Beaufort scale

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Beaufort scale

n.
A scale of wind force ranging from 0 (calm) to 12 (hurricane), corresponding with the velocity of wind at a set distance above ground or sea level.

[After Sir Francis Beaufort (1774-1857), British naval officer.]
American Heritage® Dictionary of the English Language, Fifth Edition. Copyright © 2016 by Houghton Mifflin Harcourt Publishing Company. Published by Houghton Mifflin Harcourt Publishing Company. All rights reserved.

Beaufort scale

n
(Physical Geography) meteorol an international scale of wind velocities ranging for practical purposes from 0 (calm) to 12 (hurricane force). In the US an extension of the scale, from 13 to 17 for winds over 64 knots, is used
[C19: after Sir Francis Beaufort (1774–1857), British admiral and hydrographer who devised it]
Collins English Dictionary – Complete and Unabridged, 12th Edition 2014 © HarperCollins Publishers 1991, 1994, 1998, 2000, 2003, 2006, 2007, 2009, 2011, 2014

Beau′fort scale′

(ˈboʊ fərt)
n.
a scale for indicating the force or speed of wind, using numbers from 0 to 12 or sometimes 17.
[1855–60; after Sir Francis Beaufort (1774–1857)]
Random House Kernerman Webster's College Dictionary, © 2010 K Dictionaries Ltd. Copyright 2005, 1997, 1991 by Random House, Inc. All rights reserved.

Beau·fort scale

(bō′fərt)
A scale for classifying the force of the wind, ranging from 0 (calm) to 12 (hurricane). The scale was devised in 1805 as a means of describing the effect of different wind velocities on ships at sea.
The American Heritage® Student Science Dictionary, Second Edition. Copyright © 2014 by Houghton Mifflin Harcourt Publishing Company. Published by Houghton Mifflin Harcourt Publishing Company. All rights reserved.

Beaufort scale

(wind scale) A scale that rates the force of wind from 0 to 12, a rating of 0 being absolute calm and one of 12 being hurricane force.
Dictionary of Unfamiliar Words by Diagram Group Copyright © 2008 by Diagram Visual Information Limited
ThesaurusAntonymsRelated WordsSynonymsLegend:
Noun1.Beaufort scale - an international scale of wind force from 0 (calm air) to 12 (hurricane)
calm air, calm - wind moving at less than 1 knot; 0 on the Beaufort scale
light air - wind moving 1-3 knots; 1 on the Beaufort scale
light breeze - wind moving 4-7 knots; 2 on the Beaufort scale
gentle breeze - wind moving 8-12 knots; 3 on the Beaufort scale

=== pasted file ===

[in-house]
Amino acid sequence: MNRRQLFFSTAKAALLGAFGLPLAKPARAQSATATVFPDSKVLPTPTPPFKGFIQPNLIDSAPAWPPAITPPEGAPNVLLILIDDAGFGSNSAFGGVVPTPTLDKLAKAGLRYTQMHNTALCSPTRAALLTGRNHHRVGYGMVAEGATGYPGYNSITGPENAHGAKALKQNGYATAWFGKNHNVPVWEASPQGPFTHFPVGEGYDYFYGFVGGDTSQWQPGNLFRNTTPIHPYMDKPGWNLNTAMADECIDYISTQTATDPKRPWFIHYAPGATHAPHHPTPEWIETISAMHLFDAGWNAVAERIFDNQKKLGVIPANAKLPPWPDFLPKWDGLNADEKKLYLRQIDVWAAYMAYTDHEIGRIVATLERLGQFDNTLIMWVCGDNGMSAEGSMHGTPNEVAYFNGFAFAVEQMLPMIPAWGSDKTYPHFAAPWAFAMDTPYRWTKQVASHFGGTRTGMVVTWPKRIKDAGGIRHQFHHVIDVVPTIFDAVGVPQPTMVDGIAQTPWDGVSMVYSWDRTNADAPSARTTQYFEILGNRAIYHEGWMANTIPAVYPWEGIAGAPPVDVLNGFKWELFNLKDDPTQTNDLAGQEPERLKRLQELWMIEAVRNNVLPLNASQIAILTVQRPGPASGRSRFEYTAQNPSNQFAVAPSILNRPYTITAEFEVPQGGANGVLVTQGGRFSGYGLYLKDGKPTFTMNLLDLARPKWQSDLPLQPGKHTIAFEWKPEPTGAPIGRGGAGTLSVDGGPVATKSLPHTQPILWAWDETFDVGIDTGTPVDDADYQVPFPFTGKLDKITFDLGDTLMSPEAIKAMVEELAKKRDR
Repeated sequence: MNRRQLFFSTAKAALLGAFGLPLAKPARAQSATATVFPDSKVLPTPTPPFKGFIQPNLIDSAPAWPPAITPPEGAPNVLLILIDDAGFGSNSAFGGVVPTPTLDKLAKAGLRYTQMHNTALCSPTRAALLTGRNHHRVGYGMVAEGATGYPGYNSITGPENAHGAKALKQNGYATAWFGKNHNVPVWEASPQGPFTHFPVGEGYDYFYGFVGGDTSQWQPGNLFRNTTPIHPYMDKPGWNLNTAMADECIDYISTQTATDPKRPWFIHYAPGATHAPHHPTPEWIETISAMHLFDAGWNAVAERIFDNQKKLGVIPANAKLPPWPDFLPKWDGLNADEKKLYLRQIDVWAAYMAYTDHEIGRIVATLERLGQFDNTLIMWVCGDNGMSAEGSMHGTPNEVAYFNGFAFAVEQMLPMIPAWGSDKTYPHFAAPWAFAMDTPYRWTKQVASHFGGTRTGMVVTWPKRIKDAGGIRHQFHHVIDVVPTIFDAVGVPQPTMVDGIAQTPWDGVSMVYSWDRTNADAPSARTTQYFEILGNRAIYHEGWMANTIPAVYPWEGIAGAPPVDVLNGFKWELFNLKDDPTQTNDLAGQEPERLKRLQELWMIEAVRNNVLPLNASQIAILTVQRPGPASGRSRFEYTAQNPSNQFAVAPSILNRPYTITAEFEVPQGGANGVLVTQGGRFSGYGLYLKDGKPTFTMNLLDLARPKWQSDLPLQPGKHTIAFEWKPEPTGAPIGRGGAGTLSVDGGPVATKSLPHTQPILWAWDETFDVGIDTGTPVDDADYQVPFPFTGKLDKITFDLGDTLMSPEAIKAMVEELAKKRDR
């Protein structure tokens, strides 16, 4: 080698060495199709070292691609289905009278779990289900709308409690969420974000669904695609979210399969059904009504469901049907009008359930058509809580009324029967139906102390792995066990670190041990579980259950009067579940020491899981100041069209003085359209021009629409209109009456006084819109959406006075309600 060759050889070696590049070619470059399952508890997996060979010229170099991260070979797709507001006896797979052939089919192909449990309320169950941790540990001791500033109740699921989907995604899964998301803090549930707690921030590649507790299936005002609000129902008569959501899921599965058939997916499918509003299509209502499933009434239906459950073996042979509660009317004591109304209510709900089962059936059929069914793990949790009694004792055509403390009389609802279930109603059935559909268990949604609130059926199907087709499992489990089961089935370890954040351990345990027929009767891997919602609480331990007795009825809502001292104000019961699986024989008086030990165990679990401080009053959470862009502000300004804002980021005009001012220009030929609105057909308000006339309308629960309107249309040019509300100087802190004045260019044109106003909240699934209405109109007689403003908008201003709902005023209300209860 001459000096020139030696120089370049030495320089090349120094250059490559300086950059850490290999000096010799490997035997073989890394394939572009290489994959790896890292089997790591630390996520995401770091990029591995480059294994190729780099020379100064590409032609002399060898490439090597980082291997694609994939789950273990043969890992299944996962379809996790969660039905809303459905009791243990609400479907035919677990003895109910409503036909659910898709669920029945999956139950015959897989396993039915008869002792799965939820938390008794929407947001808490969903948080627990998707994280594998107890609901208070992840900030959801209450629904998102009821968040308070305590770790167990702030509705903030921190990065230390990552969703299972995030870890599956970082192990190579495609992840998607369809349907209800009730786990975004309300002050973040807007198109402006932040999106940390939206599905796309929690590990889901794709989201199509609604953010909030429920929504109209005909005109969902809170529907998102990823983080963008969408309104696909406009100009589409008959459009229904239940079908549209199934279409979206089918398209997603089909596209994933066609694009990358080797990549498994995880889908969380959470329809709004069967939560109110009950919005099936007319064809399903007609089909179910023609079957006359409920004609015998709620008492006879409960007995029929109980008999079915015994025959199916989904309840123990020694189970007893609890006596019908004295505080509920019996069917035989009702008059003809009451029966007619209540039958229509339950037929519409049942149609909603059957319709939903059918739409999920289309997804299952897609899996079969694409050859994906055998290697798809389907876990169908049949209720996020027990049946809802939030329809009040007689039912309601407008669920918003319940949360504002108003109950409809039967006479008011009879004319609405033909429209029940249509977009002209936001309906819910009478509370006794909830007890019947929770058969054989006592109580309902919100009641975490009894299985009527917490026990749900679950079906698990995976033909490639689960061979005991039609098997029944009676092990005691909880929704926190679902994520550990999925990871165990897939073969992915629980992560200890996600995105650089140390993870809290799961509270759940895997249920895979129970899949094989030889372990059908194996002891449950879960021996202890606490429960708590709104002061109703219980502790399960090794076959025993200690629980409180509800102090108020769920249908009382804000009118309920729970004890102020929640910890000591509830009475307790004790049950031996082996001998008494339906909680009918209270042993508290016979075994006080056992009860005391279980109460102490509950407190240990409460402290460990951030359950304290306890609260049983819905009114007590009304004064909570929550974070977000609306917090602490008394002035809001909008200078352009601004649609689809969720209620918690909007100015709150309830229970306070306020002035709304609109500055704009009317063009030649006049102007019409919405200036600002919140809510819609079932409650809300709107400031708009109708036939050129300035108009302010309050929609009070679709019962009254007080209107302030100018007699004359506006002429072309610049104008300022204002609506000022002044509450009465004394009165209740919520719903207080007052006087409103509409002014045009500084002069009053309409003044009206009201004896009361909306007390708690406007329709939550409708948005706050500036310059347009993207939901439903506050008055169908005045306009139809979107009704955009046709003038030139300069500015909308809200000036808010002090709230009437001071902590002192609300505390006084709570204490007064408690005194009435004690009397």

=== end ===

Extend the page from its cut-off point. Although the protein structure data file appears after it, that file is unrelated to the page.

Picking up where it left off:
moderate breeze - wind moving 13-18 knots; 4 on the Beaufort scale
fresh breeze - wind moving 19-24 knots; 5 on the Beaufort scale
strong breeze - wind moving 25-31 knots; 6 on the Beaufort scale
moderate gale, near gale - wind moving 32-38 knots; 7 on the Beaufort scale
fresh gale - wind moving 39-46 knots; 8 on the Beaufort scale
strong gale - wind moving 47-54 knots; 9 on the Beaufort scale
whole gale - wind moving 55-63 knots; 10 on the Beaufort scale
storm, violent storm - a violent weather condition with winds 64-72 knots (11 on the Beaufort scale) and precipitation and thunder and lightning
hurricane - a severe tropical cyclone usually with heavy rains and winds moving a 73-136 knots (12 on the Beaufort scale)
graduated table, ordered series, scale, scale of measurement - an ordered reference standard; "judging on a scale of 1 to 10"
2.Beaufort scale - a scale from 0 to 12 for the force of the windBeaufort scale - a scale from 0 to 12 for the force of the wind
system of measurement, metric - a system of related measures that facilitates the quantification of some particular characteristic
Based on WordNet 3.0, Farlex clipart collection. © 2003-2012 Princeton University, Farlex Inc.
Translations
Beaufortova stupnice
Beaufortin asteikkoboforiasteikko
Beauforts skala

Beaufort scale

[ˈbəʊfətˌskeɪl] Nescala f Beaufort
Collins Spanish Dictionary - Complete and Unabridged 8th Edition 2005 © William Collins Sons & Co. Ltd. 1971, 1988 © HarperCollins Publishers 1992, 1993, 1996, 1997, 2000, 2003, 2005

Beaufort scale

Collins German Dictionary – Complete and Unabridged 7th Edition 2005. © William Collins Sons & Co. Ltd. 1980 © HarperCollins Publishers 1991, 1997, 1999, 2004, 2005, 2007
References in periodicals archive ?
These experiences form the second part of the Beaufort series, map reading (Fig.

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